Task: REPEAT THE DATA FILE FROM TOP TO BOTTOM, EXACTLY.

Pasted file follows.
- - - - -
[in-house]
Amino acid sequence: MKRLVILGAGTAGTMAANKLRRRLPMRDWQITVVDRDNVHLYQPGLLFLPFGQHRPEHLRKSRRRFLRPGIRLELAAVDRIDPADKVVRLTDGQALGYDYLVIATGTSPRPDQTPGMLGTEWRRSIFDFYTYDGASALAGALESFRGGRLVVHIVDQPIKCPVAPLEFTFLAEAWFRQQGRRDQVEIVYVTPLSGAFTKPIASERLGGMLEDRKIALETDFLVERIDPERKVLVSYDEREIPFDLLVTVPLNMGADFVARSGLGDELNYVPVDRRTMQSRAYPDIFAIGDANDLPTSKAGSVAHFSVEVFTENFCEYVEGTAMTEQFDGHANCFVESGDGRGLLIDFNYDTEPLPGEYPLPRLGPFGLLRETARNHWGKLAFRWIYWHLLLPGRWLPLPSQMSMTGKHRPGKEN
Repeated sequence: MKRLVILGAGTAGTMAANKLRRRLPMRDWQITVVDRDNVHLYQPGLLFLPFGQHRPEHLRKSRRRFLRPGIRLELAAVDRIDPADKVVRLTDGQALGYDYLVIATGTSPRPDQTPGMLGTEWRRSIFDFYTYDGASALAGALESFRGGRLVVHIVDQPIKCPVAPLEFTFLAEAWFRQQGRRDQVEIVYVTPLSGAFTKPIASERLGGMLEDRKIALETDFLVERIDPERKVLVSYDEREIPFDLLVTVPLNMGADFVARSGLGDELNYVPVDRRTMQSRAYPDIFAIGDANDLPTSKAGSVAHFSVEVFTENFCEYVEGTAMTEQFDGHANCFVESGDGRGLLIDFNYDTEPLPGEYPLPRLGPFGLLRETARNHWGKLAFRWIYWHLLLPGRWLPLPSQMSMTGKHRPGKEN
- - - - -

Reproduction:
[in-house]
Amino acid sequence: MKRLVILGAGTAGTMAANKLRRRLPMRDWQITVVDRDNVHLYQPGLLFLPFGQHRPEHLRKSRRRFLRPGIRLELAAVDRIDPADKVVRLTDGQALGYDYLVIATGTSPRPDQTPGMLGTEWRRSIFDFYTYDGASALAGALESFRGGRLVVHIVDQPIKCPVAPLEFTFLAEAWFRQQGRRDQVEIVYVTPLSGAFTKPIASERLGGMLEDRKIALETDFLVERIDPERKVLVSYDEREIPFDLLVTVPLNMGADFVARSGLGDELNYVPVDRRTMQSRAYPDIFAIGDANDLPTSKAGSVAHFSVEVFTENFCEYVEGTAMTEQFDGHANCFVESGDGRGLLIDFNYDTEPLPGEYPLPRLGPFGLLRETARNHWGKLAFRWIYWHLLLPGRWLPLPSQMSMTGKHRPGKEN
Repeated sequence: MKRLVILGAGTAGTMAANKLRRRLPMRDWQITVVDRDNVHLYQPGLLFLPFGQHRPEHLRKSRRRFLRPGIRLELAAVDRIDPADKVVRLTDGQALGYDYLVIATGTSPRPDQTPGMLGTEWRRSIFDFYTYDGASALAGALESFRGGRLVVHIVDQPIKCPVAPLEFTFLAEAWFRQQGRRDQVEIVYVTPLSGAFTKPIASERLGGMLEDRKIALETDFLVERIDPERKVLVSYDEREIPFDLLVTVPLNMGADFVARSGLGDELNYVPVDRRTMQSRAYPDIFAIGDANDLPTSKAGSVAHFSVEVFTENFCEYVEGTAMTEQFDGHANCFVESGDGRGLLIDFNYDTEPLPGEYPLPRLGPFGLLRETARNHWGKLAFRWIYWHLLLPGRWLPLPSQMSMTGKHRPGKEN